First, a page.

Criminal Convictions and Real Estate Licensure

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Consider this: you make the financial investment and commit the time necessary to take all of the courses in order to obtain a real estate salesperson license. Next, you complete the formal application to sit for the examination. On the application, you disclose a decades-old criminal conviction. You think, certainly, this is not disqualifying for licensure, right? Who knows? Unfortunately, if your application is denied, because of the conviction, you cannot recouple the time and money you’ve already spent toward the enterprise. Considering the investment to obtain licensure, wouldn’t it be helpful to know first whether your criminal conviction is disqualifying?

Beginning April 4, 2019, individuals who have been convicted of a criminal offense can make application to the Ohio Division of Real Estate for a preliminary determination on whether the conviction disqualifies the individual from obtaining a professional license. This measure is not just limited to real estate but includes any profession that is regulated by an Ohio licensing authority or any occupation or profession that is regulated by a political subdivision. The new law will afford individuals the opportunity to determine before they spend time and money to qualify for the license, whether their conviction is disqualifying.

The law requires applicants to file an application with the licensing authority, detail the nature of their criminal conviction, and pay up to a $25 fee. The licensing authority then has 30 days to review the application and inform the individual whether the criminal conviction disqualifies the individual from obtaining a license. There is a caveat. The licensing authority is not bound by its decision if you did not fully disclose the nature of the conviction. Last, the licensing authority is required to display on its website a list of those convictions which will disqualify an individual from obtaining licensure.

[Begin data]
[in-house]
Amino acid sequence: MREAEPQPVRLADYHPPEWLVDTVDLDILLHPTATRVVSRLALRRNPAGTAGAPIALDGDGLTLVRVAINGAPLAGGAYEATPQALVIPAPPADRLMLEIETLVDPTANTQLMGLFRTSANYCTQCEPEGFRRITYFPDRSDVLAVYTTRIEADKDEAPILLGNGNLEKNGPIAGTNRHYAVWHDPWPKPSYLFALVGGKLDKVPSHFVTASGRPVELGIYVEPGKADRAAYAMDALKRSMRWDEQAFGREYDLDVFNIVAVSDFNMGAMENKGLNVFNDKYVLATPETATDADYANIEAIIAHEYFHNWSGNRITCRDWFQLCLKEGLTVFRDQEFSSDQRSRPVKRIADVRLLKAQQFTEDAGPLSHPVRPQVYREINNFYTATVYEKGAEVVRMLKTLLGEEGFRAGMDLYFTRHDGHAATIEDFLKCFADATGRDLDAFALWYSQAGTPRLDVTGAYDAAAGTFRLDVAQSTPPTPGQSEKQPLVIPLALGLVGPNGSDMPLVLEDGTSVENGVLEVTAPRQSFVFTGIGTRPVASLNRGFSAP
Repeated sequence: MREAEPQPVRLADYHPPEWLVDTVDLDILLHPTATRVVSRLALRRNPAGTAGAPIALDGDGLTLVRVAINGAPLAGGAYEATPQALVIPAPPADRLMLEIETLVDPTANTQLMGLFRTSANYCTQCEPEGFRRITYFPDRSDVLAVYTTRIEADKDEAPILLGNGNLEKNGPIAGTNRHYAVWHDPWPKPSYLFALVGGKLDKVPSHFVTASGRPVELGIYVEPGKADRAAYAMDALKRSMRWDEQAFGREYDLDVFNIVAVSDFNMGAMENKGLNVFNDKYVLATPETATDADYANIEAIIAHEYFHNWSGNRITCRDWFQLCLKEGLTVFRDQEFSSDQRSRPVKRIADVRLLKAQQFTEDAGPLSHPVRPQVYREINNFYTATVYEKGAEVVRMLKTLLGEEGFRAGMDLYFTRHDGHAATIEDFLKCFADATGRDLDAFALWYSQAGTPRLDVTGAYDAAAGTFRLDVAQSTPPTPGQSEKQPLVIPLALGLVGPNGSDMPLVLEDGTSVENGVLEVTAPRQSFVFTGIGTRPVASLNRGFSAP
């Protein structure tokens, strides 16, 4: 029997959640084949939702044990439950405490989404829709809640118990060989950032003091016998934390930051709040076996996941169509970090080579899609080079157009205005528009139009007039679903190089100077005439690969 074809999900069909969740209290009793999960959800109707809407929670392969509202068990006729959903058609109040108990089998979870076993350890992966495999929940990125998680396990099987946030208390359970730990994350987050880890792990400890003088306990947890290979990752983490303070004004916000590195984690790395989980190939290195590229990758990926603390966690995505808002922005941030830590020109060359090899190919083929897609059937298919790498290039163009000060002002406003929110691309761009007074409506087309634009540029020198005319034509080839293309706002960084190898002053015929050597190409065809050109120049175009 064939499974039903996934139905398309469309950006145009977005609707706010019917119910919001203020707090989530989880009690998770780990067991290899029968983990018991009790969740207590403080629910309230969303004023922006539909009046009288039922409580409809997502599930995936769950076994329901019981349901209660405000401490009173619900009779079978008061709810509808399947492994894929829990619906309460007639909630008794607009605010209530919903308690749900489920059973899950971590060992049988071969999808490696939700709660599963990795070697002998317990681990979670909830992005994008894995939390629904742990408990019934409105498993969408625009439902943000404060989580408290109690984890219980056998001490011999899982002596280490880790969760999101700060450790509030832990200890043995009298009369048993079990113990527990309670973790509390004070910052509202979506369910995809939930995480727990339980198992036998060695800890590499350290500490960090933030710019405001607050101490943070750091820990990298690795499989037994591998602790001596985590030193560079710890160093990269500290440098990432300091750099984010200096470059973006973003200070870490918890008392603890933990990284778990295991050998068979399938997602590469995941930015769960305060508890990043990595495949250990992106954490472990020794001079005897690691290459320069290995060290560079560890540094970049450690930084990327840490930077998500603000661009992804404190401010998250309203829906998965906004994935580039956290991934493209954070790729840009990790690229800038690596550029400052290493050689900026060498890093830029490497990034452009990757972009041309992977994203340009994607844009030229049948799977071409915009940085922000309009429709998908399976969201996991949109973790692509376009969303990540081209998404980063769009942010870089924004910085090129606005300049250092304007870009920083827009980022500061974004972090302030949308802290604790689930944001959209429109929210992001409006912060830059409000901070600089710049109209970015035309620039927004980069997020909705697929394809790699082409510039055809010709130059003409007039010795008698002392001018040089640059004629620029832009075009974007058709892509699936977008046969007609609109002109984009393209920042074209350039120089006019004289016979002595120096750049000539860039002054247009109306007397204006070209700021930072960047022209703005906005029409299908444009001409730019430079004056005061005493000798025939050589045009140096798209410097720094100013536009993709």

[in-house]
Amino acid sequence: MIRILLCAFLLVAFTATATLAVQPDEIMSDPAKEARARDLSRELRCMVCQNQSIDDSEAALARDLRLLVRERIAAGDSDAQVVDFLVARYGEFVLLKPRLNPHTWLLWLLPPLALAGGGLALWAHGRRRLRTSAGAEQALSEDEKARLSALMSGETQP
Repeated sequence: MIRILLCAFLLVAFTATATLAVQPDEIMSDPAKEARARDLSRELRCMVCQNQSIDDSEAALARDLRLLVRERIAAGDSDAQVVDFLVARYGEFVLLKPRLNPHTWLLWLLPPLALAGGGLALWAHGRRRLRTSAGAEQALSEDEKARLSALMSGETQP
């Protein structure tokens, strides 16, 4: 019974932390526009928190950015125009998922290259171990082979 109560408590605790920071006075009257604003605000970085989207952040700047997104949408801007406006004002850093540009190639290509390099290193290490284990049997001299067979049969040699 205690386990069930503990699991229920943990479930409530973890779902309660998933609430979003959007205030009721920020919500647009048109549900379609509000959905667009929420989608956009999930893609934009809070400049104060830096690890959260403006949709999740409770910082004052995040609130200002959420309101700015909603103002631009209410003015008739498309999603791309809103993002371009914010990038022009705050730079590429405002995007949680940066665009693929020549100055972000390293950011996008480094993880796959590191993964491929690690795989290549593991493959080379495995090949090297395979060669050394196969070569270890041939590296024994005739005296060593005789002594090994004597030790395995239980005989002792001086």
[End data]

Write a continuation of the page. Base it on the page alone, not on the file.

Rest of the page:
For real estate licensees, once licensed, you have an affirmative obligation to self-report to the Superintendent any felony conviction or misdemeanor conviction for a crime or moral turpitude. Generally, crimes of moral turpitude include sexually oriented offenses and offenses of violence. Recently an Ohio court found a crime of moral turpitude to include:

  • Conduct involving an intent to defraud either a person or society
  • Convictions involving underlying conduct establishing dishonesty or falsification
  • Misdemeanor convictions involving egregious sexual misconduct

The licensee must self-report within 15 days of the conviction. If the licensee fails to self-report, the Superintendent can automatically suspend the license without any preliminary process or hearing. If the licensee timely self-reports, the Superintendent will determine whether to initiate an enforcement action against the licensee. During the Division’s investigation, the licensee can remain licensed and practice.

There are avenues for individuals to practice chosen occupations, even with a criminal conviction. First survey your options and take advantage of the processes to determine whether the conviction is disqualifying. Second, once licensed, be sure to follow your occupation’s procedures for self-reporting any convictions. Understanding how your licensing authority treats criminal convictions will aid in assuring you are compliant with admission and disclosure requirements.